One positive to climate change: Warmer weather might encourage more Americans to vote
Climate change is one of many issues that’s contributed to our insanely polarized political scene in America. There’s Democrats (and between 97 and 99 percent of scientists) who acknowledge it’s happening, humans are contributing to it, and we need to do something about it, like, ASAP, and then there are many Republicans and their pockets full of fossil fuel industry bribes who just aren’t feeling it. But this Election Day, climate change could actually help in a big way. Almost makes you want to forgive it for exacerbating natural disasters and displacing and disrupting people of color globally!
2016 will be the hottest year on record, according to the National Oceanic and Atmospheric Administration (NOAA), surpassing the previous record set in 2015, which surpassed the previous record from 2014. And over the next five to nine days during which millions of Americans will set out either to vote early or on Nov. 8, NOAA says we can expect even more temperature records to be shattered (as of Oct. 29, the year 2016 has already had more than 53,000 daily temperature records broken across America).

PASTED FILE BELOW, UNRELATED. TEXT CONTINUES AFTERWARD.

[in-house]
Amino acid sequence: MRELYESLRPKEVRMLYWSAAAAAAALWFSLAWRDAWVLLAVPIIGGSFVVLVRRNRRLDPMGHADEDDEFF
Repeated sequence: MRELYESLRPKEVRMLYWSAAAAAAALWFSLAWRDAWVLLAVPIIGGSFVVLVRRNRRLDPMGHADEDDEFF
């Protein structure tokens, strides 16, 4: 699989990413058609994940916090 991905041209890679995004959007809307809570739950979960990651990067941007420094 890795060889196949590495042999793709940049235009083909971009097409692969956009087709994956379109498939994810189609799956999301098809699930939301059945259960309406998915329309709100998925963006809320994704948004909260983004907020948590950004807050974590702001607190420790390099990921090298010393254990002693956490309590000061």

Obviously, none of this is good news for the long-term well-being of our planet or parts of the world that suffer disproportionately from climate change and are forced to radically adapt to survive. But this one time, if nothing else, it’s helping our political process by potentially getting more Americans to leave the shelter of their homes to rock the vote since it won’t be freezing cold.
Good weather might seem like a petty reason to go out and vote, but for relatively apolitical Americans (or those who resent their choices this year and would rather stay indoors sipping hot chocolate instead of standing outside polling places), don’t underestimate the difference moderate weather could make. November is typically a far colder time of the year, and cold temperatures are notorious for putting off “fair weather voters” who, like fair weather friends, are only around to participate in democracy when the weather conditions are favorable.
And if Americans who are mobilized to brave long lines by warm weather happen to vote for leaders who believe in fighting climate change, then maybe this one time climate change will have at least on some level heeded a long-term benefit. Global warming is considered the gravest preventable threat to Americans’ well-being, but this Election Day, it might be the reason more Americans feel up to going out and voting against it.